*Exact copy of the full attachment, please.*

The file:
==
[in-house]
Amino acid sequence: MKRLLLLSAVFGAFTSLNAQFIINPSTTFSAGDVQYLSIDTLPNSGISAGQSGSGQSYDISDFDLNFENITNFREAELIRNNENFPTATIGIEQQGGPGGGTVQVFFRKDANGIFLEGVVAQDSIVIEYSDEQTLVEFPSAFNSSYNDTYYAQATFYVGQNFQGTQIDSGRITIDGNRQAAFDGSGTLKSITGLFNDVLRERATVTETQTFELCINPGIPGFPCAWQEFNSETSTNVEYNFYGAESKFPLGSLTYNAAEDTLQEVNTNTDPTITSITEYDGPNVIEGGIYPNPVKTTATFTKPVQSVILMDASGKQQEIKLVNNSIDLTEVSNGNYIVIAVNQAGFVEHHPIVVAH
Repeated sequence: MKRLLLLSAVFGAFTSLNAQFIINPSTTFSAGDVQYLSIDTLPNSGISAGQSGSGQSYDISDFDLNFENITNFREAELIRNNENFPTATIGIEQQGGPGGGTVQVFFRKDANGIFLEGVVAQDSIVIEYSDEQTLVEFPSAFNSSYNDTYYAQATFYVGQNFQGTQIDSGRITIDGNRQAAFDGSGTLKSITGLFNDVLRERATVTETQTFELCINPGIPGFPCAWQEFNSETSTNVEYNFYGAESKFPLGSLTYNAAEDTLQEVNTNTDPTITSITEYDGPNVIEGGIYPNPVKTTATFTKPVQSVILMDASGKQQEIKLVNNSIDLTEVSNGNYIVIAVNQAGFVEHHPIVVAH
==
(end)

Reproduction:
[in-house]
Amino acid sequence: MKRLLLLSAVFGAFTSLNAQFIINPSTTFSAGDVQYLSIDTLPNSGISAGQSGSGQSYDISDFDLNFENITNFREAELIRNNENFPTATIGIEQQGGPGGGTVQVFFRKDANGIFLEGVVAQDSIVIEYSDEQTLVEFPSAFNSSYNDTYYAQATFYVGQNFQGTQIDSGRITIDGNRQAAFDGSGTLKSITGLFNDVLRERATVTETQTFELCINPGIPGFPCAWQEFNSETSTNVEYNFYGAESKFPLGSLTYNAAEDTLQEVNTNTDPTITSITEYDGPNVIEGGIYPNPVKTTATFTKPVQSVILMDASGKQQEIKLVNNSIDLTEVSNGNYIVIAVNQAGFVEHHPIVVAH
Repeated sequence: MKRLLLLSAVFGAFTSLNAQFIINPSTTFSAGDVQYLSIDTLPNSGISAGQSGSGQSYDISDFDLNFENITNFREAELIRNNENFPTATIGIEQQGGPGGGTVQVFFRKDANGIFLEGVVAQDSIVIEYSDEQTLVEFPSAFNSSYNDTYYAQATFYVGQNFQGTQIDSGRITIDGNRQAAFDGSGTLKSITGLFNDVLRERATVTETQTFELCINPGIPGFPCAWQEFNSETSTNVEYNFYGAESKFPLGSLTYNAAEDTLQEVNTNTDPTITSITEYDGPNVIEGGIYPNPVKTTATFTKPVQSVILMDASGKQQEIKLVNNSIDLTEVSNGNYIVIAVNQAGFVEHHPIVVAH